Renewable Energy Business Integration in O&G Companies

By Carlo Stiore, Global PMI Partners

This article addresses how traditional Oil & Gas (O&G) companies manage the acquisition and the subsequent post-merger integration of Renewable Energy (RE) businesses. We will explain how post-merger integration consulting can play a crucial role in supporting M&A integration in these acquisitions.

We will provide insights on the following items:

  1. How do O&G companies react to energy transition
  2. What is the impact of RE business on O&G companies
  3. What are the implications of an acquisition of a RE business by an O&G company
  4. What is the role of Post Merger Integration (PMI) in case of an acquisition of a RE business by an O&G company
  1. How O&G companies react to the energy transition

Climate change and need to take action on CO2 emissions have been at the centre of public opinion discussion since the Paris Agreement in 2015.

Many countries have pledged to limit global warming to well below 2 degrees Celsius, preferably to 1.5 degrees Celsius compared to pre-industrial levels, by implementing actions to reduce their greenhouse gas emissions.

The pressure on O&G companies to change their strategy and move from fossil to renewable energy increased rapidly. It reached its highest level to date during the 2020 COVID 19 crisis, when crude prices hit their lowest level since many years (the futures price was even negative). The energy transition moved to the top of the agenda of the O&G sector and a RE business focus became core to achieve decarbonisation targets.

Varying approaches

O&G companies have responded differently to the energy transition issue:

  • Early movers have radically shifted from fossil to renewable-only business. An example is DONG, a Danish company that changed name to Ørsted, offloaded its fossil business in 2017 and became the world’s largest developer of offshore wind parks. Another example is Italy’s ERG, in the past a refiner with service stations, now focusing mainly on wind business.
  • Some underestimated the energy transition importance and continued business as usual. This behaviour typically applied to some US O&G companies. These are now changing their mind following the COVID crisis and President Biden’s US administration policy on climate change.
  • Most of the O&G companies however created a renewable energy division and started to invest in RE business, mainly via acquisitions and partnerships. Some focused capital projects in those sectors of RE where they had more familiarity, e.g. biofuels or offshore wind.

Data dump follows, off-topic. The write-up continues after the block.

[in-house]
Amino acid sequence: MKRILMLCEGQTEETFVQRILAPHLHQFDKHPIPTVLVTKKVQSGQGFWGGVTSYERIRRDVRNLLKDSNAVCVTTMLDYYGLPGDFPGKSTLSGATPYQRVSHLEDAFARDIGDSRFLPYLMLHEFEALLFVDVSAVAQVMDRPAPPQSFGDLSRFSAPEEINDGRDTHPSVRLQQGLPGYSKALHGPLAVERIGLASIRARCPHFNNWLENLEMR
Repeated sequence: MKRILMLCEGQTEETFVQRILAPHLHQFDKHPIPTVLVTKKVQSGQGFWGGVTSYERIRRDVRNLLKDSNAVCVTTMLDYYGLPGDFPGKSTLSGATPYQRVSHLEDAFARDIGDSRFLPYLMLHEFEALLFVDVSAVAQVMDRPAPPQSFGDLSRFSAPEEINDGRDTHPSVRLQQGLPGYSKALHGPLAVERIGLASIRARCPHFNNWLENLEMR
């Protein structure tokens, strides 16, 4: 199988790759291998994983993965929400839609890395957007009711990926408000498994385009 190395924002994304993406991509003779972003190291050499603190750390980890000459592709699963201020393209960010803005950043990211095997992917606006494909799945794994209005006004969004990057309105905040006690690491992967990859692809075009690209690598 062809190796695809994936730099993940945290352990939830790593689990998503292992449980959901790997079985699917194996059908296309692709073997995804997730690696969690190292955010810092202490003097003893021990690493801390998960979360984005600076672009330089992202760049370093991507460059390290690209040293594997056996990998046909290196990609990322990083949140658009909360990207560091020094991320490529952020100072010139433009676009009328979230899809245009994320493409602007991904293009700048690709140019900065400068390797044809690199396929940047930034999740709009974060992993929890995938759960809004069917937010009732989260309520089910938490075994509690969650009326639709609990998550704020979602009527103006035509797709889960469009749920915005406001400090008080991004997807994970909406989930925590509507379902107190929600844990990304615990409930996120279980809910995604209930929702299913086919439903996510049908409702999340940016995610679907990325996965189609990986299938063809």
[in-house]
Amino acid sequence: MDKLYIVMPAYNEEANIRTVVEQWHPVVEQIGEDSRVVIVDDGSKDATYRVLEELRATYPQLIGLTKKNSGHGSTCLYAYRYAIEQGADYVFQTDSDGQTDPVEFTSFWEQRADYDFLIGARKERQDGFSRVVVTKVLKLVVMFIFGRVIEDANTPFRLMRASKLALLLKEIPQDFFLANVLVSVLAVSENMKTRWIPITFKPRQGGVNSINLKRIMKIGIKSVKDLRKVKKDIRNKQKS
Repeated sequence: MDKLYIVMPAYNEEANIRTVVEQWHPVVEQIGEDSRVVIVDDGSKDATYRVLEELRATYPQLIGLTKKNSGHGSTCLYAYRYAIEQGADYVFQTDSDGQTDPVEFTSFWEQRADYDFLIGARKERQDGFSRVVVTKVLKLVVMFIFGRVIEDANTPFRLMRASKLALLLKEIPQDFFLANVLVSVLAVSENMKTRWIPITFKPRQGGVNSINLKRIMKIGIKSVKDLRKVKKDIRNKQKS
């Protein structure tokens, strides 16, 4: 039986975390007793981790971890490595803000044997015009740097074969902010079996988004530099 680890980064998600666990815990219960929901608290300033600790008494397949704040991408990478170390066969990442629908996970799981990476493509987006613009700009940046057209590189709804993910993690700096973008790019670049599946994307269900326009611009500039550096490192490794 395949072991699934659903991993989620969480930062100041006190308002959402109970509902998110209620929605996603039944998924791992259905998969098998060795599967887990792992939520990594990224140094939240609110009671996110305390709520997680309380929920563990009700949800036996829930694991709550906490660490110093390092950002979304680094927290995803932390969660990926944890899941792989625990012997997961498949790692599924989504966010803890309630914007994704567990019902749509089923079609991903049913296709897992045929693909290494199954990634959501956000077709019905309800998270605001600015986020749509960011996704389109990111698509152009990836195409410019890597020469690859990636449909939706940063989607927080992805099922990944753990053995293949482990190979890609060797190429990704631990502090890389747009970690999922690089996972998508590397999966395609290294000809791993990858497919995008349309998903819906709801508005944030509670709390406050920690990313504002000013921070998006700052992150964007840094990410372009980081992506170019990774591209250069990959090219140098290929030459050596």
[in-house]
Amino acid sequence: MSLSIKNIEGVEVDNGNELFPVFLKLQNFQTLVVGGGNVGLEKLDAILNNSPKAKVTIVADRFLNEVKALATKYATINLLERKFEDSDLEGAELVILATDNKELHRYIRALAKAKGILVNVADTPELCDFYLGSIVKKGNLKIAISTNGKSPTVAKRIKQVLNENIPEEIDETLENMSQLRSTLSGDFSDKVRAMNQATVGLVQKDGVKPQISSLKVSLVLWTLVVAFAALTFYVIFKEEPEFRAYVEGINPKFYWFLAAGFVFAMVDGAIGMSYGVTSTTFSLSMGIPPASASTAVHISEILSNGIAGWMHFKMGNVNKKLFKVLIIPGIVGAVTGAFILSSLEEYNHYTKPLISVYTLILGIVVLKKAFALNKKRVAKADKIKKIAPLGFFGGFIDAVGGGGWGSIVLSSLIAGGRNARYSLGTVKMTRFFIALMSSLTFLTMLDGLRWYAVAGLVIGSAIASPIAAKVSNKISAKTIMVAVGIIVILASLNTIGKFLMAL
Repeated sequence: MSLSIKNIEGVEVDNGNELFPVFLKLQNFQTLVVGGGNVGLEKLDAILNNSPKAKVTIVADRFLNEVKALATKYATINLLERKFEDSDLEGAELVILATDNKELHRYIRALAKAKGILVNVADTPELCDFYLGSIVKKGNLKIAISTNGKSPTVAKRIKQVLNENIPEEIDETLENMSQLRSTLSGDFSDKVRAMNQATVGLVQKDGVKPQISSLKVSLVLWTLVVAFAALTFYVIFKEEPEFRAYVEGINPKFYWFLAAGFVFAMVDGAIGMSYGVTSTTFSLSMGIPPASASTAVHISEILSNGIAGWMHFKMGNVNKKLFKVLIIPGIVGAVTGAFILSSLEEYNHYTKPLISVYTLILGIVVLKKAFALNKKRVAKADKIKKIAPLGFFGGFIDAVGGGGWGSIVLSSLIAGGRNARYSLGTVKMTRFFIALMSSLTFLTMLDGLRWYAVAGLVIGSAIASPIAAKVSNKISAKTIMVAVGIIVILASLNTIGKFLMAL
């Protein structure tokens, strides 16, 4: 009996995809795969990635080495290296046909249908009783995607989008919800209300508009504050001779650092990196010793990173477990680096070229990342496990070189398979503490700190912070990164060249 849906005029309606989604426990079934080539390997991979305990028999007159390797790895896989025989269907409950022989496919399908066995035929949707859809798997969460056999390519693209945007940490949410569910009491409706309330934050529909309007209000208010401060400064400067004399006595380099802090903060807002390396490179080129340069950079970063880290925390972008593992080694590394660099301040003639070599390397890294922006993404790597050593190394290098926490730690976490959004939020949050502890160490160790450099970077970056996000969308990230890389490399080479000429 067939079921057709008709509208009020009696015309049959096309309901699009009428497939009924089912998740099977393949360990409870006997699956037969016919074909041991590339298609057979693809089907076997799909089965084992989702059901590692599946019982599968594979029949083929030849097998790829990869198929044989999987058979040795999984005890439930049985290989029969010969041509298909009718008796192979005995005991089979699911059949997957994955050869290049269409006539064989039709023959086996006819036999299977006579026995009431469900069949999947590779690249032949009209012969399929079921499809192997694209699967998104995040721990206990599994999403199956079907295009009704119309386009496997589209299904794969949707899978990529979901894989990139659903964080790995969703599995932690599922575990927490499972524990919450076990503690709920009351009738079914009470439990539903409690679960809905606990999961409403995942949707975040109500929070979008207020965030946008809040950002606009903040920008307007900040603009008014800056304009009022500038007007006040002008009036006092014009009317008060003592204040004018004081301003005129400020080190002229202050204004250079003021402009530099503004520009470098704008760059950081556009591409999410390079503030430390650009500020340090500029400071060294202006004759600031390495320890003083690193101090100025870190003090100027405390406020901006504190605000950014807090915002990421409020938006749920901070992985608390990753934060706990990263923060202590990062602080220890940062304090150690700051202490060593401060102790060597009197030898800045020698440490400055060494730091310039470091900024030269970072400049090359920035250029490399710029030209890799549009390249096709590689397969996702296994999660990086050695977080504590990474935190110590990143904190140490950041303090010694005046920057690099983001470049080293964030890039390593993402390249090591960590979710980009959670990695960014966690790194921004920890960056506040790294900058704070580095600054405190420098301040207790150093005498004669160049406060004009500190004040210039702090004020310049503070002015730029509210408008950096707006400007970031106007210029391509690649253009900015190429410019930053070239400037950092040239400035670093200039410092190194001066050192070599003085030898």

1. The impact of renewable energy on O&G companies

Investing in RE significantly impacts the organisation and business processes of a traditional O&G company:

  • RE business does not have the same profitability of the fossil fuel business. The return on capital that an investor can expect is usually in the single digits and well below what (at least in the past) fossil business could deliver. This implies that allocating more capital to RE is unavoidably lowering the return to the shareholders. Another consequence is that O&G companies are competing in the RE market with companies and investors (such as Private Equities (PE) or funds that invest in infrastructures) that use a much lower cost of capital in assessing the investment opportunities. As a result, to be a winner in the acquisition race is a daunting challenge for O&G companies.
  • Apart from some exceptions, the vast majority of the RE business is new to O&G companies: they don’t have the expertise and, in many cases, will retain the owner and/or management of the acquired companies to support the business after the acquisition.
  • Once a RE business is acquired, the traditional fossil fuel integration template does not apply, because the processes are largely different and the systems (i.e. the ERPs) are not built to manage products different from hydrocarbons. Additionally, in most cases the acquisitions target small or medium companies that cannot be easily integrated in a globally scaled corporation where business processes are standardised and offshored.